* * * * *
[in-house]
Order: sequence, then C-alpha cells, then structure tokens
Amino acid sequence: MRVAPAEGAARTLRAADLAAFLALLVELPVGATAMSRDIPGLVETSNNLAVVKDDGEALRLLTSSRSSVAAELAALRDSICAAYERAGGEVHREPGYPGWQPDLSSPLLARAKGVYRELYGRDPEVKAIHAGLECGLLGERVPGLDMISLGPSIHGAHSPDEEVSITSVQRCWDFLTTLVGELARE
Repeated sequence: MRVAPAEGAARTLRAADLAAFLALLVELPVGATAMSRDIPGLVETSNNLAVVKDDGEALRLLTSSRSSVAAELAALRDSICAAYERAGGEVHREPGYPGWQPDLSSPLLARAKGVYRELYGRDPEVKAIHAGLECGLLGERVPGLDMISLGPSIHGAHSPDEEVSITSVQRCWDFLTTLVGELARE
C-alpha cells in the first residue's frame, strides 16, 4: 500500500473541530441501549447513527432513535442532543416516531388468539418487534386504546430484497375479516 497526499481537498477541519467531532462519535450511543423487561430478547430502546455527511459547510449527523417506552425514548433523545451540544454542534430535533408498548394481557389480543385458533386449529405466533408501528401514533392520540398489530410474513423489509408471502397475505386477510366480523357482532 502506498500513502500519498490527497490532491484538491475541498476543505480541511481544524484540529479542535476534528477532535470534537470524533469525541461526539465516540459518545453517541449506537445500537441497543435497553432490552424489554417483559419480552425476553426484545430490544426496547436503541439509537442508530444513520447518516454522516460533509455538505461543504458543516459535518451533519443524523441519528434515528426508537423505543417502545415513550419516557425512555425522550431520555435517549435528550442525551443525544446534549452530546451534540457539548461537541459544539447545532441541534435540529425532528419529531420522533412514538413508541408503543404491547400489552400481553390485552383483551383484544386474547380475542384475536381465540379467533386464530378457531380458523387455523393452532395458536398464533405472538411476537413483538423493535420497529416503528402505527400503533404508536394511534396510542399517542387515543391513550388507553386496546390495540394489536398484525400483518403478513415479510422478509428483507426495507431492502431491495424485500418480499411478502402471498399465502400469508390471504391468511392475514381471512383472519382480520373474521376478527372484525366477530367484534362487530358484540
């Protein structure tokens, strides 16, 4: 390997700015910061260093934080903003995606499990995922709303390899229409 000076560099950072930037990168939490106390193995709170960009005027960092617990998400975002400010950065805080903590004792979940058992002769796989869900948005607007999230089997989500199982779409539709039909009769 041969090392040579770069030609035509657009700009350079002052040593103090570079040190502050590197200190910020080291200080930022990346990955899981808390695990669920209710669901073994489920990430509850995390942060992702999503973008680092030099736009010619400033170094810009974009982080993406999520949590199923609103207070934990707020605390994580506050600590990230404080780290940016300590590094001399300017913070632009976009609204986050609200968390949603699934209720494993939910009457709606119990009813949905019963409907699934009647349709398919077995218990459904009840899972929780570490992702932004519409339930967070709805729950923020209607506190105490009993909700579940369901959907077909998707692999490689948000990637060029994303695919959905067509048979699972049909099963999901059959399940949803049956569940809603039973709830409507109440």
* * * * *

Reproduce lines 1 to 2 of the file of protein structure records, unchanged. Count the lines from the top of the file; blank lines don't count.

[in-house]
Order: sequence, then C-alpha cells, then structure tokens